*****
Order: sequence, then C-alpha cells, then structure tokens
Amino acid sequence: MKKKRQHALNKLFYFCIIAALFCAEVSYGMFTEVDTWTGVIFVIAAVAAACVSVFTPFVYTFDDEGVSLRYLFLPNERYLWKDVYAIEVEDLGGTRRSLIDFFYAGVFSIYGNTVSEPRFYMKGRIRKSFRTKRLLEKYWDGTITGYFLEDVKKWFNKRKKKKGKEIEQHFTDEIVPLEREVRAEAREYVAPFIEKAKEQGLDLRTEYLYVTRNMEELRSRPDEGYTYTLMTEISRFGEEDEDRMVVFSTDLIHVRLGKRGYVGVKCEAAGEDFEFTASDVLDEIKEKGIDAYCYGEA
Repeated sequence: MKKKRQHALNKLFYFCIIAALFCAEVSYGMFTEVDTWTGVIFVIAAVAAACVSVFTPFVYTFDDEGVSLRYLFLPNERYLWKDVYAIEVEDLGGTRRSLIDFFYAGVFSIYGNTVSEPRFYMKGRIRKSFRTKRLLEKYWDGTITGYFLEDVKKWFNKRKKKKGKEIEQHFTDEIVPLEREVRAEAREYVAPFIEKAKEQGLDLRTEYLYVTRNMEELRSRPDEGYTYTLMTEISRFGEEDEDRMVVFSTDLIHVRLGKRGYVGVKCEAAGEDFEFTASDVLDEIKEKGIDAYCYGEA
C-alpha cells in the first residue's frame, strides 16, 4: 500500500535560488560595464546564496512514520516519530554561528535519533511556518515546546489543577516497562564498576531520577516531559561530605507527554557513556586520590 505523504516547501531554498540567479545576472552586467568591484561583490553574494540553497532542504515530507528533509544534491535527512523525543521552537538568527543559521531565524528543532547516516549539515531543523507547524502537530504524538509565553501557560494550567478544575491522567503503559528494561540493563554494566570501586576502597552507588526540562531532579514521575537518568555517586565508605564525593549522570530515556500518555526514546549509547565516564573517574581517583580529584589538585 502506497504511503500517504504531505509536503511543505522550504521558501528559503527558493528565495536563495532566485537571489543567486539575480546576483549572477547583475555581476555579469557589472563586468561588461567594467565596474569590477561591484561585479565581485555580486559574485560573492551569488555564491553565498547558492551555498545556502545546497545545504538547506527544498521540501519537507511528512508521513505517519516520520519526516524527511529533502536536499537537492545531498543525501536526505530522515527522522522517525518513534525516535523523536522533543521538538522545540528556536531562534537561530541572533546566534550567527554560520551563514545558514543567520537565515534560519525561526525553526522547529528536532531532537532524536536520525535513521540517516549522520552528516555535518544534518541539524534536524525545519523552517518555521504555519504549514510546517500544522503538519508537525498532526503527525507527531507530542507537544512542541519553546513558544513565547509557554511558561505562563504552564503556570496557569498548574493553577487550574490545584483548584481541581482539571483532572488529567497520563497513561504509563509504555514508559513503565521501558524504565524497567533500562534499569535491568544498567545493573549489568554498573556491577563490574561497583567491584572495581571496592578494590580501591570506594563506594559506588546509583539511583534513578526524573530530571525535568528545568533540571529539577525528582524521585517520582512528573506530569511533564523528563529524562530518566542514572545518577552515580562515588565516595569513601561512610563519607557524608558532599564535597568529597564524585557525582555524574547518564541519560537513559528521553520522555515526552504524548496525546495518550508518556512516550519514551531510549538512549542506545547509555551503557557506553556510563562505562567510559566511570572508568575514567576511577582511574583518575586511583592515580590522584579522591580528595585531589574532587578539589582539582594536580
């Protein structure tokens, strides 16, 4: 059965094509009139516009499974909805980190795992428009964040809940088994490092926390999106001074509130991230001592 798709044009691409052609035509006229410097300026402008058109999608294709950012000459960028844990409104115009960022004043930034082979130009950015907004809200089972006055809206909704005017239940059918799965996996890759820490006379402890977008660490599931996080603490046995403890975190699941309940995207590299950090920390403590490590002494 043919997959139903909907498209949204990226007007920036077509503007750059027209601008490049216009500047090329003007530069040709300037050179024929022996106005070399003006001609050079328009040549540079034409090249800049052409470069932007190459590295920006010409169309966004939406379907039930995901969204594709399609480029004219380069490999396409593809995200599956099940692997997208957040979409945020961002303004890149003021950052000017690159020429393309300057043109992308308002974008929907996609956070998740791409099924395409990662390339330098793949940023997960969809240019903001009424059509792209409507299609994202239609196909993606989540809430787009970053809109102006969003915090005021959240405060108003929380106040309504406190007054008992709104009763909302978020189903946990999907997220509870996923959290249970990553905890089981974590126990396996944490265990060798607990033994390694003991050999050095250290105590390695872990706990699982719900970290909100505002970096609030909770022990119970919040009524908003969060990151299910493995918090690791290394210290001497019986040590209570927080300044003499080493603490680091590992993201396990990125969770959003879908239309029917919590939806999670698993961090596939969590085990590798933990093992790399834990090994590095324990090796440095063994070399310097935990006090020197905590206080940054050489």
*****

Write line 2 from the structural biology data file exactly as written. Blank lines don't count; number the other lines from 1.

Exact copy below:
Amino acid sequence: MKKKRQHALNKLFYFCIIAALFCAEVSYGMFTEVDTWTGVIFVIAAVAAACVSVFTPFVYTFDDEGVSLRYLFLPNERYLWKDVYAIEVEDLGGTRRSLIDFFYAGVFSIYGNTVSEPRFYMKGRIRKSFRTKRLLEKYWDGTITGYFLEDVKKWFNKRKKKKGKEIEQHFTDEIVPLEREVRAEAREYVAPFIEKAKEQGLDLRTEYLYVTRNMEELRSRPDEGYTYTLMTEISRFGEEDEDRMVVFSTDLIHVRLGKRGYVGVKCEAAGEDFEFTASDVLDEIKEKGIDAYCYGEA